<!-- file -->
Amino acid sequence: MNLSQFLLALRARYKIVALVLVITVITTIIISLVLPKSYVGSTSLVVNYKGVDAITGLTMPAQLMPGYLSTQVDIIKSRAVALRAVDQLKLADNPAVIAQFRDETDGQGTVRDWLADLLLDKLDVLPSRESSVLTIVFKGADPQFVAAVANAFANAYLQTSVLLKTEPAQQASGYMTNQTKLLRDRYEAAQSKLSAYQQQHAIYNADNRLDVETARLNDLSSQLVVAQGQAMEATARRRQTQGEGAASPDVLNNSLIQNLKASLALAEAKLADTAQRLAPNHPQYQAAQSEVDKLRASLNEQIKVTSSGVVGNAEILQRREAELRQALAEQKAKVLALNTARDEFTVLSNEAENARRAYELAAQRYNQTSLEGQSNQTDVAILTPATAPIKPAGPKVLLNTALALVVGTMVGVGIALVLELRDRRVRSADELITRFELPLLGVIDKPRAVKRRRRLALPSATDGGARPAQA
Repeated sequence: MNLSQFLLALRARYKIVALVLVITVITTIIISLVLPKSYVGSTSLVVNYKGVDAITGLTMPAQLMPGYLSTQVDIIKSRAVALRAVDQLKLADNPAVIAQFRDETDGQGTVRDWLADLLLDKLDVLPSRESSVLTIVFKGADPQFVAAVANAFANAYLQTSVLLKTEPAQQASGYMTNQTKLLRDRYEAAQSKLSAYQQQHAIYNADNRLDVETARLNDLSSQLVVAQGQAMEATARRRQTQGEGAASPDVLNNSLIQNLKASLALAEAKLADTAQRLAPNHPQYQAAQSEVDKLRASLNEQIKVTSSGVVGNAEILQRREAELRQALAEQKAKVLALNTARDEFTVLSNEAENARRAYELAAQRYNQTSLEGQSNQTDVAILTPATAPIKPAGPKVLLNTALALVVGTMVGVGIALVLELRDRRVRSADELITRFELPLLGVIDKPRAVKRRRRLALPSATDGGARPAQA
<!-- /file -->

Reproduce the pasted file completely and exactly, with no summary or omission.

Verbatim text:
Amino acid sequence: MNLSQFLLALRARYKIVALVLVITVITTIIISLVLPKSYVGSTSLVVNYKGVDAITGLTMPAQLMPGYLSTQVDIIKSRAVALRAVDQLKLADNPAVIAQFRDETDGQGTVRDWLADLLLDKLDVLPSRESSVLTIVFKGADPQFVAAVANAFANAYLQTSVLLKTEPAQQASGYMTNQTKLLRDRYEAAQSKLSAYQQQHAIYNADNRLDVETARLNDLSSQLVVAQGQAMEATARRRQTQGEGAASPDVLNNSLIQNLKASLALAEAKLADTAQRLAPNHPQYQAAQSEVDKLRASLNEQIKVTSSGVVGNAEILQRREAELRQALAEQKAKVLALNTARDEFTVLSNEAENARRAYELAAQRYNQTSLEGQSNQTDVAILTPATAPIKPAGPKVLLNTALALVVGTMVGVGIALVLELRDRRVRSADELITRFELPLLGVIDKPRAVKRRRRLALPSATDGGARPAQA
Repeated sequence: MNLSQFLLALRARYKIVALVLVITVITTIIISLVLPKSYVGSTSLVVNYKGVDAITGLTMPAQLMPGYLSTQVDIIKSRAVALRAVDQLKLADNPAVIAQFRDETDGQGTVRDWLADLLLDKLDVLPSRESSVLTIVFKGADPQFVAAVANAFANAYLQTSVLLKTEPAQQASGYMTNQTKLLRDRYEAAQSKLSAYQQQHAIYNADNRLDVETARLNDLSSQLVVAQGQAMEATARRRQTQGEGAASPDVLNNSLIQNLKASLALAEAKLADTAQRLAPNHPQYQAAQSEVDKLRASLNEQIKVTSSGVVGNAEILQRREAELRQALAEQKAKVLALNTARDEFTVLSNEAENARRAYELAAQRYNQTSLEGQSNQTDVAILTPATAPIKPAGPKVLLNTALALVVGTMVGVGIALVLELRDRRVRSADELITRFELPLLGVIDKPRAVKRRRRLALPSATDGGARPAQA